Freelance contribution by: Lucy Wyndham

One study found that 79% of pregnant women increase their consumption of herbal teas, with 38% drinking them as an alternative to their regular tea or coffee. While much of the information about the safety of herbal teas during pregnancy is conflicting, there are plenty of herbal teas that are generally considered safe and can actually help to relieve pregnancy symptoms such as nausea and vomiting.

Herbal tea can help with pregnancy symptoms

Herbal teas can help with nausea and sickness due to their ingredients and mild flavor, which can in turn make it easier to carry on with your day as normal and eat healthy and nutritious meals. Research shows that women with gestational diabetes can benefit from drinking green tea as the polyphenols and polysaccharides it contains can lower blood sugar levels. Research also suggests that green tea can reduce the amount of glucose that can pass through the intestines and enter the bloodstream, making it very beneficial for all diabetics. Therefore, it’s suggested that women with gestational diabetes drink a cup of green tea with each meal to improve their blood sugar levels, as well as ensuring that the meals they’re eating are healthy.

The benefits of herbal teas

When sickness kicks in, hydration is key. Some women want something other than plain water, so herbal teas are a good option. Some herbal teas provide essential nutrients; such as calcium, magnesium, and iron. Rooibos tea has antioxidant properties and is naturally caffeine-free, making it a good option. Ginger and mint teas can help to relieve nausea and sickness, chamomile tea can prevent insomnia, and red raspberry leaf tea may even promote contractions during labor as it’s believed to tone the uterine muscle. Nettle leaf tea is also a great option, especially during the second and third trimester, as it’s full of vitamins and minerals, including vitamins A, C, and K, iron, and potassium.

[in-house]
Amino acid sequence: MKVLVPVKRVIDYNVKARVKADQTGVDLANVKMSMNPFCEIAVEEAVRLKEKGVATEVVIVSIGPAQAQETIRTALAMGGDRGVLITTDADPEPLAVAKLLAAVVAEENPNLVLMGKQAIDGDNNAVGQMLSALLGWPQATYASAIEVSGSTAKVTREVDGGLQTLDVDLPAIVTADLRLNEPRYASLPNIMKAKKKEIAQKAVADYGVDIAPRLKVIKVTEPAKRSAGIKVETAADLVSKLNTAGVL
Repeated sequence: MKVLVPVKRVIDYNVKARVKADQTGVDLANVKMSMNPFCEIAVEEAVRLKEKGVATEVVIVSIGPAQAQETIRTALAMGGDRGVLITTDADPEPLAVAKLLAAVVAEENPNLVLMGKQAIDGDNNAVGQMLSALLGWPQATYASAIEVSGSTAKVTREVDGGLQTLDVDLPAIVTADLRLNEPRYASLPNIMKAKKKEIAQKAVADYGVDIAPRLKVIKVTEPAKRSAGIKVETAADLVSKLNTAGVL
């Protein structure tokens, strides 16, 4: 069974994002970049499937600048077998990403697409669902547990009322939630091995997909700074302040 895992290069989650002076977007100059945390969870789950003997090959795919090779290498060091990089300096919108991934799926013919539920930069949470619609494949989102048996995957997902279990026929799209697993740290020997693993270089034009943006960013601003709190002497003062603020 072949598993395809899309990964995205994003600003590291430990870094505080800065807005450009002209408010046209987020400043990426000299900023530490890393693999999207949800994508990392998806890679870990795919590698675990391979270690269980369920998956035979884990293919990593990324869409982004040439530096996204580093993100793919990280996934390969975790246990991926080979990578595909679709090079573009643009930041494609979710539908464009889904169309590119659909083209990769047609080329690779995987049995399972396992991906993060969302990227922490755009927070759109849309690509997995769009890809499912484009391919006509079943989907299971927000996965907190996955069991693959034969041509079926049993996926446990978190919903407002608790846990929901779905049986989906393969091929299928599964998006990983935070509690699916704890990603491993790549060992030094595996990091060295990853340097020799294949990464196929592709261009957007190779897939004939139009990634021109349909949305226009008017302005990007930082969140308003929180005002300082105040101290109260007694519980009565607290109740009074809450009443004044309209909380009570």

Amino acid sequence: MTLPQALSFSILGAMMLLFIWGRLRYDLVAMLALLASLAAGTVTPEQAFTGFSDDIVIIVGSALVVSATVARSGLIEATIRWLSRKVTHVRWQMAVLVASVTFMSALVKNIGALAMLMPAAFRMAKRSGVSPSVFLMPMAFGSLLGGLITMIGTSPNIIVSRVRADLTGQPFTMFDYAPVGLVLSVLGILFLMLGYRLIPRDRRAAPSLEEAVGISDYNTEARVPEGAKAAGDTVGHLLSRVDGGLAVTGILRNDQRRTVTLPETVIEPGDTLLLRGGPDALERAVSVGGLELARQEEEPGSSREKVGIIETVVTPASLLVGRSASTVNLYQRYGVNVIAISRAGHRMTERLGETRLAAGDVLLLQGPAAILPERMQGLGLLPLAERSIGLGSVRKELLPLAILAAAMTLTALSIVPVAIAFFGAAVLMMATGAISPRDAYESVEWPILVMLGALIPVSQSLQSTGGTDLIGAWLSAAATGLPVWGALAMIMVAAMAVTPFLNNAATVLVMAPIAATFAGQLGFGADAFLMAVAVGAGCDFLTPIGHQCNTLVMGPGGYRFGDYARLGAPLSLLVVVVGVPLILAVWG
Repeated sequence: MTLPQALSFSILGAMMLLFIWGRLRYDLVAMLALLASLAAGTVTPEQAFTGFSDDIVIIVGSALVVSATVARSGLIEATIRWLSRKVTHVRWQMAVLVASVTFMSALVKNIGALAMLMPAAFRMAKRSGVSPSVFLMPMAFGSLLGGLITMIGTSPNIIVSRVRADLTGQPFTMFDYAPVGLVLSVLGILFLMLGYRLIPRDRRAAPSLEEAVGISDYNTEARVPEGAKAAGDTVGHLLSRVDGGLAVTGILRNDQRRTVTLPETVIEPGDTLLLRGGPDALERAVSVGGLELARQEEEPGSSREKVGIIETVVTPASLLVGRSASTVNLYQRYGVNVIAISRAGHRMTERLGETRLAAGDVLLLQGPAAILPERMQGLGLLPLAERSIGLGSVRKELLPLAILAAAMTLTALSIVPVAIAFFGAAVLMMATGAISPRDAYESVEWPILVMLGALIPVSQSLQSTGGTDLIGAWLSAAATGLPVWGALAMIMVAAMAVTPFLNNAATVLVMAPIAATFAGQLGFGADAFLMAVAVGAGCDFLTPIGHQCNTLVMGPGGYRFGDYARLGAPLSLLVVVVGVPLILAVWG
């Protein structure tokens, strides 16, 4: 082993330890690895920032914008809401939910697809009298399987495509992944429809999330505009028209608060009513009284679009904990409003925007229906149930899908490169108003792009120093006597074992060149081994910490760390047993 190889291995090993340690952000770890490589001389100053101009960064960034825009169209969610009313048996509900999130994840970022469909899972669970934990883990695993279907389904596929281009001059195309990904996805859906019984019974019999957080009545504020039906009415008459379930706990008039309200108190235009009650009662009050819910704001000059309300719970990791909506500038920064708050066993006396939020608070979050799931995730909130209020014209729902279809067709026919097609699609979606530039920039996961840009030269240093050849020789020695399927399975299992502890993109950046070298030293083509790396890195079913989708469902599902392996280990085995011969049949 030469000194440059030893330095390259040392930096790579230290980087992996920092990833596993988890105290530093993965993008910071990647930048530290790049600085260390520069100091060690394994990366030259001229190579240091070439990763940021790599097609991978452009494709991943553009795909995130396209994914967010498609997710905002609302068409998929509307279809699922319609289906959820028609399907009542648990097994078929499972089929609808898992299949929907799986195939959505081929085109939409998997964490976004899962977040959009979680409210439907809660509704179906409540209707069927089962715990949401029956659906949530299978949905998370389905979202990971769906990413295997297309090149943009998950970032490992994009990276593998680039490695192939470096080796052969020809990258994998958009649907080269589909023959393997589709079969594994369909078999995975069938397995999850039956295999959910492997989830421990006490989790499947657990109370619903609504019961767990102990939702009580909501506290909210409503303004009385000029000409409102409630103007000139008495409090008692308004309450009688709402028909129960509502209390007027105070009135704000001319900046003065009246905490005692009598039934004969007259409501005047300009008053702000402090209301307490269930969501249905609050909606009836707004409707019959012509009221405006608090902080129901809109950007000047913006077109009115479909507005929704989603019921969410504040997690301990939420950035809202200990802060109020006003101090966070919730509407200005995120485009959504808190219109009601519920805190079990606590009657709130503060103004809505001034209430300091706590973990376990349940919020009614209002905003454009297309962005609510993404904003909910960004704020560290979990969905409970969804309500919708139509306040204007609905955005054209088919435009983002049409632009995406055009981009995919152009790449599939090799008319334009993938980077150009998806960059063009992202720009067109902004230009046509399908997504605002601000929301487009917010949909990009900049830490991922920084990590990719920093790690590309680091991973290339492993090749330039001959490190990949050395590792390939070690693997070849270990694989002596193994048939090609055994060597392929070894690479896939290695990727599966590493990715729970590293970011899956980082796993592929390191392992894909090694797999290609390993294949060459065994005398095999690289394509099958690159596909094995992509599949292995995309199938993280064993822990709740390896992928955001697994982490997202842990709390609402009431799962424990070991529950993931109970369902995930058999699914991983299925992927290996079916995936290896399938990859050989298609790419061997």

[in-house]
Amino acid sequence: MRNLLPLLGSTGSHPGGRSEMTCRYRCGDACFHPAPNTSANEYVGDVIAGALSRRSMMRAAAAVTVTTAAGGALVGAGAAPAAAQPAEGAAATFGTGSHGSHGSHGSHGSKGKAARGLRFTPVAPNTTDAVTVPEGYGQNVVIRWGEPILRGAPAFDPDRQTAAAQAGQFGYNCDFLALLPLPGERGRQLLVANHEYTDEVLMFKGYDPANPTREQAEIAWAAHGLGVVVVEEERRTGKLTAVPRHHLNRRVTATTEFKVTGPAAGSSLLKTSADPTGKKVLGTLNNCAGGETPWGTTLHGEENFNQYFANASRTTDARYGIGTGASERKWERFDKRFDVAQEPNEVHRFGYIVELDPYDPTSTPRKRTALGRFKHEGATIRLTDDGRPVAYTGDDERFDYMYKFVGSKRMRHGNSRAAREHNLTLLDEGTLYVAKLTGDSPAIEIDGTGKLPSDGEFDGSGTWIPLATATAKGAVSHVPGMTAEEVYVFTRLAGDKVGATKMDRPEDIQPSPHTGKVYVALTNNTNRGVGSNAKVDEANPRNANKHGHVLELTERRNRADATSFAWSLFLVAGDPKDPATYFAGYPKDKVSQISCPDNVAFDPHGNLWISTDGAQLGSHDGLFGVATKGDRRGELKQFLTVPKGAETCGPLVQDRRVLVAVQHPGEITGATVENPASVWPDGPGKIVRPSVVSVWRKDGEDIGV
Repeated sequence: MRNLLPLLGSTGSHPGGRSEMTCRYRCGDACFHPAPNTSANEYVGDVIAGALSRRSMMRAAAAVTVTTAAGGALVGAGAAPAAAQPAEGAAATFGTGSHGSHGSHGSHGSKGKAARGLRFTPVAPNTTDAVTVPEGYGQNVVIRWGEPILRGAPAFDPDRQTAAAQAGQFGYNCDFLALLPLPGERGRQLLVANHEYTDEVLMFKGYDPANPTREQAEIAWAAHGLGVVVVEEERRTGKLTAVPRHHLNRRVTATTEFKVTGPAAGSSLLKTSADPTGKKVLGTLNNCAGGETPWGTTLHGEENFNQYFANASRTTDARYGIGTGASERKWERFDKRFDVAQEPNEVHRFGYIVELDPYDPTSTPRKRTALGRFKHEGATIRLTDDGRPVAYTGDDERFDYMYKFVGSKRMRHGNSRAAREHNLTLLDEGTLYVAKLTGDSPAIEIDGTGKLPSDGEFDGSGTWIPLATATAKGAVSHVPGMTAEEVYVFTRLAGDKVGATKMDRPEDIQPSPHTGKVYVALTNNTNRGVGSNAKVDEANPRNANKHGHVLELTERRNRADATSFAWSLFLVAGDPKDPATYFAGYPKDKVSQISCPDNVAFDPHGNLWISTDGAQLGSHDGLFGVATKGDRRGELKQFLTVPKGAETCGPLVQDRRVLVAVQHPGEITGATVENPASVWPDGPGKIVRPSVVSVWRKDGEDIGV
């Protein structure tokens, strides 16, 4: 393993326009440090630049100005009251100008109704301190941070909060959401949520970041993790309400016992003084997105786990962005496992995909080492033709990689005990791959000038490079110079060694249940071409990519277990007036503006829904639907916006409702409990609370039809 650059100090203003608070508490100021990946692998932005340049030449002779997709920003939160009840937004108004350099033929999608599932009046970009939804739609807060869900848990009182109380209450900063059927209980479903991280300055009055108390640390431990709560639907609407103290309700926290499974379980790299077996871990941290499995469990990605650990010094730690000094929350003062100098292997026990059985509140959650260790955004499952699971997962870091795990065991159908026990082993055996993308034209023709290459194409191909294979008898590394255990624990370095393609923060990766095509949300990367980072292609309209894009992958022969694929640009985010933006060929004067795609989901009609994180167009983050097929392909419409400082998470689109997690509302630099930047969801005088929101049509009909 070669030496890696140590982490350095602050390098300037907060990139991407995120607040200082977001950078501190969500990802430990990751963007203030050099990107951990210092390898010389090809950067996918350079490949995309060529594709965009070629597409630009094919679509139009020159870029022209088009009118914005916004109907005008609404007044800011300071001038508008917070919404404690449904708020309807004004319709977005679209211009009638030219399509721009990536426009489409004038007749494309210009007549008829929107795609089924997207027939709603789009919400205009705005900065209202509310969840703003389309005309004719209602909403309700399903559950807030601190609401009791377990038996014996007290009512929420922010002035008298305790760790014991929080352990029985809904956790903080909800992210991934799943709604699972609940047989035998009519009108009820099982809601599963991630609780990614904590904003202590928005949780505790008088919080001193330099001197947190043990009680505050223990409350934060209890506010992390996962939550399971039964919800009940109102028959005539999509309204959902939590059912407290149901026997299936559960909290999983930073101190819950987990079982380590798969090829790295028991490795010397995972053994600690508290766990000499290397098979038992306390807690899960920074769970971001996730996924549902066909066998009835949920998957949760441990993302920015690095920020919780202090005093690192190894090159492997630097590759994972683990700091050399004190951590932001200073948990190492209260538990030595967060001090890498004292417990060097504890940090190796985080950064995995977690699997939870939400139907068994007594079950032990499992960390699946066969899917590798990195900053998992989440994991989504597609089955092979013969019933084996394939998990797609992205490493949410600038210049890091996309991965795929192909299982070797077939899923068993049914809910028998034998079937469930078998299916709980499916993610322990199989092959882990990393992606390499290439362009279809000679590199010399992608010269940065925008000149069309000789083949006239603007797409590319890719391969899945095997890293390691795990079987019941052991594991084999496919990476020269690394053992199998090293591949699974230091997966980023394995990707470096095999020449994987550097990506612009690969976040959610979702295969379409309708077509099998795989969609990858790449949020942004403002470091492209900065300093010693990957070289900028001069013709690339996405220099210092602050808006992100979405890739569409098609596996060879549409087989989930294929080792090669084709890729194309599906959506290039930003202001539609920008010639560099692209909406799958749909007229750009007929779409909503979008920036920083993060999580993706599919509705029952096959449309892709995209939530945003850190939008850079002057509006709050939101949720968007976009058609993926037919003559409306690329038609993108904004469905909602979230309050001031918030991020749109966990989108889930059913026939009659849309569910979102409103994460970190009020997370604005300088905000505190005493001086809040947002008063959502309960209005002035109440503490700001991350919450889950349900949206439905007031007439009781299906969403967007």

Herbal teas to avoid during pregnancy

Sage tea should be avoided during pregnancy as it contains thujone, which has been linked to high blood pressure and an increased risk of miscarriage. Parsley tea can also increase the risk of miscarriage and affect your baby’s development when it’s drunk in large quantities. Valerian is often used in blends that claim to help you sleep, but some experts recommend that pregnant women should avoid it. If you do drink it, aim for one cup a day at most for no longer than 6 weeks in a row. While chamomile tea can help with insomnia and relaxation, drinking too much of it can have the opposite effect; so again, drink it in moderation.

The good news is that you don’t have to go without your regular cup of brew, but you may need to switch to herbal tea. Fortunately, herbal teas can help to relieve unwanted pregnancy symptoms for a smoother and healthier pregnancy. As with anything, moderation is key, so don’t become dependent on herbal teas and listen to your body.

Photo “Teacup With Tea” is copyright under Creative Commons 2.0 Generic License to the photographer Julia Sakelli and is being posted unaltered (source)